i think the 1098 is by far the best looking bike to come out of italy in the last 10 years. bimota should DEFINITETLY hire the man who designed it. as for tamburini, his last great work is the MV F4, which he designed 10 years ago. what exactly has he been doing since then? zilch! :-D

Anonymous said...

the duc 1098 is an awesome bike. i hope bimota take the 160bhp V-twin from that bike and build a rocking new machine that can take on the R1s and GSX-Rs of this world. Go Bimota, go!

first_synn said...

Anon: Do check out the concepts displayed by Cagiva/ Husqvarna at various motor shows. Take a wild guess as to who is responsible for them. And FYI, the replacement for the F4 is coming out shortly. In any case, MV is not a Honda or a Yamaha to bring out two dozen models per calendar year.

On a side note, why do you think the F4 hasn't been replaced for so long? Here's a thought: The F4 still looks fresh and beautiful, while Terblanche's "forklift" had to be replaced sooner than you could say, "Biposto"... :-D

To answer the first point you made, no, the Ten ninety eight is most definitely NOT the most beautiful bike to come from Italy in the last 10 years. I have observed the 1098, the Benelli Tornado Tre and the Aprilia RSV 1000 Mille (the new one) up close and personal, and the detailing in the latter two would put the Duc to shame.

WHich, in any case, is only an evolution of the classic lines of the 916.

Phil H said...

I'll have agree with first_synn here: the 1098 definitely AIN'T the best looking bike to come from Italy within these last few years.

As a Bimota owner, I am obviously biased, but to me, the 1098 looks somewhat similar to the latest R1 and CBR1000s out there. Classier and sexier of course, but still similar.

Jim said...

Dudes, come on, the 1098 most certainly is the best looking bike to come out of Italy in the past decade. These days, Bimotas are for wankers and for people with more money than sense.

Look at Ducati - their teams are winning everything in MotoGP and World Superbikes. Where the f*&^ is Bimota? And for that matter, where the f$%* has "Massimo" Tamburini been after the F4? He is only living on past glories. It's time we moved on from the 916 and the F4 and the 1098 is a move in the right direction!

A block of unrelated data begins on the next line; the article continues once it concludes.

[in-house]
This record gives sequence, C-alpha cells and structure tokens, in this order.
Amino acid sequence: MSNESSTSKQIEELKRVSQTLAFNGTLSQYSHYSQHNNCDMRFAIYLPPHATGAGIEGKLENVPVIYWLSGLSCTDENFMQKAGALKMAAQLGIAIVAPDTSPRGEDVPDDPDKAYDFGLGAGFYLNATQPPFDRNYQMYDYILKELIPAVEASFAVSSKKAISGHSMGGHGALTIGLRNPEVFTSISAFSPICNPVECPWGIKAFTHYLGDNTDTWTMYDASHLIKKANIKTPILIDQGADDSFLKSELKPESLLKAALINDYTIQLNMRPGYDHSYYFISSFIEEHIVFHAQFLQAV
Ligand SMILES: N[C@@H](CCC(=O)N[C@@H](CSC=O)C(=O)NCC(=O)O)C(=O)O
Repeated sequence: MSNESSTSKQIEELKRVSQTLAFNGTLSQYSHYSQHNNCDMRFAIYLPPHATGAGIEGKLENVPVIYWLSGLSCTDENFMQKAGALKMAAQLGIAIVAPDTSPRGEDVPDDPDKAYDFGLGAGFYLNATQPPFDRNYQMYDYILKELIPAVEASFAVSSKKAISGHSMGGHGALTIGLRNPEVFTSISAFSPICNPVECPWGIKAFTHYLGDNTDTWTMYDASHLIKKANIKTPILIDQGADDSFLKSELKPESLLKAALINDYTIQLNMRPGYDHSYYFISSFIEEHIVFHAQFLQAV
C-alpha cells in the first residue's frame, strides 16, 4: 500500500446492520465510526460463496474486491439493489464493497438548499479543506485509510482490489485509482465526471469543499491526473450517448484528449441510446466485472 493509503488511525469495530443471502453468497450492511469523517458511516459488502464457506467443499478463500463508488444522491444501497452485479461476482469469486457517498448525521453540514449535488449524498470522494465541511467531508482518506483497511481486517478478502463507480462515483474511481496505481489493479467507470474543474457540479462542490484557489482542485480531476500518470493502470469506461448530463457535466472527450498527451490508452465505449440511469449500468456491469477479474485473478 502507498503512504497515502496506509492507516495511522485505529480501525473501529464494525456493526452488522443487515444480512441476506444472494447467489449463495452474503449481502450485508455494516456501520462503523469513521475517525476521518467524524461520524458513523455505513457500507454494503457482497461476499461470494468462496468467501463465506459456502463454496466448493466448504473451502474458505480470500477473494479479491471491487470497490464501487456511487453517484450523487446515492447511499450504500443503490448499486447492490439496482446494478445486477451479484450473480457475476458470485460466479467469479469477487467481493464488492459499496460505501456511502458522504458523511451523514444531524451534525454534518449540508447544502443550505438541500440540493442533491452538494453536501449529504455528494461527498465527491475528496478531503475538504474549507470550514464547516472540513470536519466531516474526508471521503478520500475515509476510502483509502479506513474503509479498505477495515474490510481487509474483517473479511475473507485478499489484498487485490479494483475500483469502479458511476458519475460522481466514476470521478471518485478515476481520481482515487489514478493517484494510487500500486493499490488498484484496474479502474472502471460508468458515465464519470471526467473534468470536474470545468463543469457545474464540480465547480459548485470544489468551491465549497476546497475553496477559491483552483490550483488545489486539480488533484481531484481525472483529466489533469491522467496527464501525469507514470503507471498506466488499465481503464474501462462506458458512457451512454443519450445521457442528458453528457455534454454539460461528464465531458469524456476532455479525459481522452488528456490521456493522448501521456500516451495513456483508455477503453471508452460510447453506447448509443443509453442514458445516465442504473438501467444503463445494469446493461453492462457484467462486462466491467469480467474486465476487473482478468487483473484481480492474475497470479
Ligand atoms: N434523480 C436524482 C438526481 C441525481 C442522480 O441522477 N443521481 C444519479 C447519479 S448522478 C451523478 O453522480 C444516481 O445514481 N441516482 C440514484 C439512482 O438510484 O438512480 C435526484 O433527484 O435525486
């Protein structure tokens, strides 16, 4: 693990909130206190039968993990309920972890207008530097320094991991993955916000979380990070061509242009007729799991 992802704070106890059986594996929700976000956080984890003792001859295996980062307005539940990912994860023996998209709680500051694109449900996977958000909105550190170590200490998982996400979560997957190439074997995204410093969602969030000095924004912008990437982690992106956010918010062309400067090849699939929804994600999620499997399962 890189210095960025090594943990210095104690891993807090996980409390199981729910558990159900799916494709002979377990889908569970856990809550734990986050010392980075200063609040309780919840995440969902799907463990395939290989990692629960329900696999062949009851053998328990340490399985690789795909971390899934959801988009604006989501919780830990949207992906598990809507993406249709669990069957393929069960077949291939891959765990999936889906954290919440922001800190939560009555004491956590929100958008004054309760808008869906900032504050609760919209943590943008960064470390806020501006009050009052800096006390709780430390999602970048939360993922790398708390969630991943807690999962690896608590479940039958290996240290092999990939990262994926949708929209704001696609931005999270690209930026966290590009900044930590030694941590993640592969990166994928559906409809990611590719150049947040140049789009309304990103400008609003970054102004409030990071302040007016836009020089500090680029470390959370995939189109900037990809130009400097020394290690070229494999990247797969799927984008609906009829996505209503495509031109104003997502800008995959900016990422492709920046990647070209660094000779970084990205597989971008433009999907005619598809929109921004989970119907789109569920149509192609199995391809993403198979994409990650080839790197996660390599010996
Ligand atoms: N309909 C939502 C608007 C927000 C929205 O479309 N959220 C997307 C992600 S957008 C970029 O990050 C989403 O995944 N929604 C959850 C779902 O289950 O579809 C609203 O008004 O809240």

first_synn said...

Er.. what does WSBK have to do with the looks of the bikes..? I fail to see the connection here... In any case, people buy Bimotas for the same reason that they buy outrageously priced Armani suits.

And with regards to Tambo, the guy designed the Brutale a few years after the F4, in case you forgot. He also did up a few Huskie off-roaders before the company was sold to BMW. He has completed work on the replacements for both the Mito and the F4, and both will be unveiled soon...

As i said before, Tambo isn't churning out two dozen designs a year coz he isn't asked to do so. And since when did quantity become the criterion for excellence in the area of design ?

Lastly, yes, the 1098 IS a step in the right direction. And ask any design student, and he will tell you that the lines are an evolution of those of the 916.

*Synner out*

Phil H said...

No need to use the F word here. It's just bikes we're talking about after all fer crying out loud.

Bimota is where they are now because they pushed to make an all Italian / all Bimota bike (instead of buying donor engines). Perhaps not the wisest business decision, but I admire them for their passion and for having the guts.

When was the last time a manufacturer went out on a limb to trying something truly different? Honda toyed with the ELF front suspension system for its race bikes, Yamaha produced the GTS (sadly with not so great results, but kudos to them), but Bimota stuck its neck out with the Tesi, Vdue, and other similarly daring and innovative designs (think SB2). When was the last time Ducati tried something truly different? Sport Classic? Hypermotard? Multistrada? (Don't get me wrong, I love and own Ducatis too, just not the new ones.) The 916 was brilliant but that was over a decade ago and it was penned by Mr. Ta (as in BimoTA).

True, Bimota hasn't won many races compared to Ducati, but do people want a Lamborghini because it won last year's F1 Championship? Bimota has always been about the craftsmanship, the dedication to quality, and most importantly, the passion for creating beautiful motorcycles with soul.

Anonymous said...

Does anyone know what a gsxr1100 1991 model sell for?